Women’s Golf: Miyu Yamashita’s Precision Shots Born of Thorough “Data-oriented” Approach
Dominating the prize money ranking and Mercedes ranking, behind the scenes of her big breakthrough as revealed by her father, who has worked with her as a coach.
Miyu Yamashita, 21, a new heroine in the world of women’s golf, is too strong.
At the Miyagi Television Cup held in late September, she set a new tour record for the fewest strokes played with a score of 60. She has won three matches so far this season and has finished in the top 10 in 17 of the 26 matches she has played, boasting an astonishing consistency. In addition to the prize money ranking, he is also leading the Mercedes ranking, which is based on the new point system introduced this season.
Since turning pro in 2008, Yamashita had only one win until last year, but why has he been able to achieve such good results this year? Behind his rapid growth is his father, Masaomi, who continues to support him as a coach (all statements in parentheses are his).
He says, “Ever since I started playing golf at the age of 5, we have worked together to create the style I have today. I have never praised him for his golf game until now. Even after the Miyagi Television Cup, all I did was reflect on what I had done wrong. If I were to praise him, I would only do it once, on the day I retire. What I emphasize is “thinking with data. I teach them not to change their play based on their feelings at the time, but to always make choices based on data. The results of my efforts are finally starting to show.
To embody his “data-oriented approach,” Katsumi says he has given his daughter a new weapon.
In 2008, when I debuted as a pro, I spent 3 million yen to buy a ballistic measuring device called Trackman. It measures the amount of backspin, launch angle, and tilt of the axis of rotation of the ball. All the pros use it in practice, but we bring it to the game. At first, people looked at us coldly, saying, “You’re too serious! (Laughs.) We measure everything we can, not only during games, but also during morning practice sessions. Based on this data, I try to grasp the conditions and develop the habit of thinking about course management.
Katsumi is usually the representative of a company that handles renovation and other projects. On weekdays, he provides instruction remotely via videophone connection during his work hours. He has also started to pay more attention to conditioning this season.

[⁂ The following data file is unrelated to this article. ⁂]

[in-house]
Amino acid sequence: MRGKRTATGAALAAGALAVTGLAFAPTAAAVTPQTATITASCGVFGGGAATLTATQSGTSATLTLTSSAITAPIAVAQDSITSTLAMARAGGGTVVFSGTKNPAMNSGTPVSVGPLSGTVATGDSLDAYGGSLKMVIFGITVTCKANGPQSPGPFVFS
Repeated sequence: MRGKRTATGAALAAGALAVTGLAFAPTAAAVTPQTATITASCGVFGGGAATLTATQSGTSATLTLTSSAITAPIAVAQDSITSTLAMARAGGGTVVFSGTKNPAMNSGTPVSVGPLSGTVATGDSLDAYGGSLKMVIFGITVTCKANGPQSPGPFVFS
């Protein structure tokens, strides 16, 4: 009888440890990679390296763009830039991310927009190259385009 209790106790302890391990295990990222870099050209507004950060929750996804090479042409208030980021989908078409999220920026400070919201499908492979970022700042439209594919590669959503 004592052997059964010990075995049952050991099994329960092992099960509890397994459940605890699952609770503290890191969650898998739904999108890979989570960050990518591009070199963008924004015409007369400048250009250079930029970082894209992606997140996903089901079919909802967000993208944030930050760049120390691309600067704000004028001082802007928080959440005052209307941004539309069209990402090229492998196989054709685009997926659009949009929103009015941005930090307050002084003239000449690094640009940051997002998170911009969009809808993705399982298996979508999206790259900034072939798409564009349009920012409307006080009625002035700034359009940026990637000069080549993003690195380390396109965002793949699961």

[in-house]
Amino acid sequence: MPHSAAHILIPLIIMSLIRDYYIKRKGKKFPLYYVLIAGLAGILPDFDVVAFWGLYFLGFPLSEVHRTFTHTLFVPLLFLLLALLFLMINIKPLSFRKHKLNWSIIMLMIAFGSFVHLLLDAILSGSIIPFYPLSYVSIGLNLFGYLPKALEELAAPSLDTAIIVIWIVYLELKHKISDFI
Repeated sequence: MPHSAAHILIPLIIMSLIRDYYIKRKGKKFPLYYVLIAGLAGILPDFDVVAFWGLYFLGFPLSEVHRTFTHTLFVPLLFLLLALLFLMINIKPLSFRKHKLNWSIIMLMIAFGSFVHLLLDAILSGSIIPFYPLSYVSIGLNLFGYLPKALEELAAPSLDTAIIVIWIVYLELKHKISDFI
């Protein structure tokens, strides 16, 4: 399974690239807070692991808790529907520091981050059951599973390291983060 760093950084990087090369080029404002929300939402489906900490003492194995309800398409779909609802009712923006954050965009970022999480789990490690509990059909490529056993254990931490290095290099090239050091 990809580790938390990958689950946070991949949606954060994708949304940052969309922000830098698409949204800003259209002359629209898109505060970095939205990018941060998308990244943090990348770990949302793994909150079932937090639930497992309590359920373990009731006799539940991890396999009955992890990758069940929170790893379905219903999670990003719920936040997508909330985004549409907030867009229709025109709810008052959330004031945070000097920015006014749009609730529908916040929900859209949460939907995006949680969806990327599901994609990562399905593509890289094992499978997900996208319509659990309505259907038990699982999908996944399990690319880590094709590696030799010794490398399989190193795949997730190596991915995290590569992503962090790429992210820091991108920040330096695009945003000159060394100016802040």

I have been doing 20 minutes of aerobic exercise on the morning of games in addition to stretching,” he said. I also never let him practice Monday through Tuesday. I am conscious of taking a good rest, having learned from last season when I got tired in the second half of the season.
His latest hobby is “collecting cosmetics.
Yamashita is a precise shooter who is always right on the money in a match. On the other hand, in his personal life, Yamashita is a normal 21-year-old who goes at his own pace.
He says, “I have always liked to be alone and have a free spirit. On my days off, I play with my three dogs or play video games by myself. I often play ‘Disney Tsum Tsum. I play it all the time, but my score never gets any better (laughs). It’s the only one I can beat. I also seem to be into collecting cosmetics lately. I have a lot at home. I often go to the hairdresser, and I guess I’m at an age where I care about how I look.”
There are only seven tournaments left. If she continues to play like this, she will surely break the record of Momoko Ueda (36) as the youngest money queen at 21 years and 156 days old. Katsutomi encourages Yamashita to continue her quest for a great accomplishment.
The title depends a lot on the play of other players. I hope that Yamashita will continue to play well on his own without getting carried away.
Will the “data-oriented” approach that the father-son duo has developed be carried through and result in the birth of a new queen?
From the October 28 and November 4, 2022 issues of FRIDAY
Photo： Courtesy of Katsuomi (1st and 2nd photos) Getty Images